However, setting aside those who need to learn how to respond to digital fallout, we should not forget that for every one example of ‘consumer power’ being demonstrated through the use of social media, there are probably twenty fantastic examples of how brands are using social media to their own advantage. Sports drink brand Gatorade has in fact set itself the goal of becoming the largest participatory brand in the world. It has created a ‘war room’ within its marketing department to monitor the brand in real time across social media. According to a recent McKinsey Quarterly, Gatorade is regularly honing their smarts by using custom-built data visualisations and dashboards (including terms related to the brand, sponsored athletes and competitors). They are also running ‘customer sentiment’ analyses around product and campaign launches. Gatorade will even tweak their TV commercials based on feedback from their devoted online followers. Since the war room’s creation, the average traffic to Gatorade’s online properties, the length of interaction, and the viral sharing from campaigns has more than doubled.
One small food brand Truly Deeply works with has over 100,000 Facebook friends and views its community as the ears and eyes of the brand. Its Facebook friends are the first to provide feedback on flavour and profile tweaks and have been responsible for championing the brand into distribution channels that were previously blocked. They are viewed as an extension of the marketing department.
Big and small brands alike are ramping up their efforts to turn social media into an advantage. Social media is viewed with wonder and anticipation by those brands wishing to make their marketing budgets punch above their weight. For the passionate members of the wider community who generate digital fame through their talented blogging or social media commentary, it is brand owners who seek to leverage their influence, invite them to fashion launches, make a new model car available for them to drive, provide them with particular bottles of wine to share with their friends. Connect them to your brand in a positive and meaningful manner and let them do what they do best: influence.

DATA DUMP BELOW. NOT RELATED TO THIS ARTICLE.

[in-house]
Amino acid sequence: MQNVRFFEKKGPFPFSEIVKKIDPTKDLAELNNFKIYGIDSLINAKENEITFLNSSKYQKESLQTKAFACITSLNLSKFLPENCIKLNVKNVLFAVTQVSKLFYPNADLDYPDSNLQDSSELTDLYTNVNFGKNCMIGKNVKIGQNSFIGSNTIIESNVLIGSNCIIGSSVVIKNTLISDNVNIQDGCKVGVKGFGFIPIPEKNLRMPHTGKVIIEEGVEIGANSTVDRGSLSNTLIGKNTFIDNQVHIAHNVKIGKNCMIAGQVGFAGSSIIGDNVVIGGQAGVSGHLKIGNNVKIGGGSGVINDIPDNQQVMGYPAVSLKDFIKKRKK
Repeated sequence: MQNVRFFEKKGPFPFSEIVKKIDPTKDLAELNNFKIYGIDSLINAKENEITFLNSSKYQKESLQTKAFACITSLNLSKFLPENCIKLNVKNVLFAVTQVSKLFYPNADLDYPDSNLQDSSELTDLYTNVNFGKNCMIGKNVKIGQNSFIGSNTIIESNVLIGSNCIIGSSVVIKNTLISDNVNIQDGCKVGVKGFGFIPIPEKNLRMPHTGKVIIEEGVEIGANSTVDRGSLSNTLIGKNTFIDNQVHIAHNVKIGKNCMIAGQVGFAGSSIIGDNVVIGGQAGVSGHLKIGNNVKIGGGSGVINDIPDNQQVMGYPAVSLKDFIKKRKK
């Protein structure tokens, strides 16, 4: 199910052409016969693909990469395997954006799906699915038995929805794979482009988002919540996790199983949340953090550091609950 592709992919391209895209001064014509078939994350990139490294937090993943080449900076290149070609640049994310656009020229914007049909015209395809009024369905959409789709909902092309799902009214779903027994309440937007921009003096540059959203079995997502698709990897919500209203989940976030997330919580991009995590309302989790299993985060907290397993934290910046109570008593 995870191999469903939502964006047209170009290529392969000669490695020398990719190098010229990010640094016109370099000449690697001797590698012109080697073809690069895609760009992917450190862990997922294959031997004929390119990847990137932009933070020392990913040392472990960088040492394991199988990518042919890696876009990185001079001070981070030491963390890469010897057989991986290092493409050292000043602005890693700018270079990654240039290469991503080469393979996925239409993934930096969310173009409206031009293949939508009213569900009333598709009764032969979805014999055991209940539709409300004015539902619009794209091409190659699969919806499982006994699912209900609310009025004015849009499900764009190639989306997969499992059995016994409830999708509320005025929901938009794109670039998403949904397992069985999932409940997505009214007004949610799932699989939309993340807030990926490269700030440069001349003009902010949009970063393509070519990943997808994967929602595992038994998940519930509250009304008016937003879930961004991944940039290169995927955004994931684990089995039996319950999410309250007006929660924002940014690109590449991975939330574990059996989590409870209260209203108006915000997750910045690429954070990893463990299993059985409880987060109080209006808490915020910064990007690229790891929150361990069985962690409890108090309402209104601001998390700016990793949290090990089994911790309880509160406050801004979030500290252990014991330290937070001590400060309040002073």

Digital Influence assessment software tools such as Klout, PeerIndex and Kred, while giving these influencers marketable status, will increasingly be leveraged by brand managers to direct their overtures to the people who count. While the tools assessing true influence are still in their formative phase, and there is some healthy skepticism about their efficacy, their mere presence signals the growing focus of the marketing world on this new way of influencing.
For all brands the digital frontier in all its forms has added another layer of complexity to how brands engage. It represents the biggest revolution in brand management since traditional broadcast media became mainstream. Beyond social media, consumers are engaged with products and services across the entire digital space. But what marketers need to recognise is that it is more than a shift in media and technology formats, it is a full-on cultural shift. And it has only just begun.
David Ansett and Peter Singline
Peter Singline and David Ansett are co-founders and directors of Truly Deeply, a Melbourne based brand strategy and design consultancy.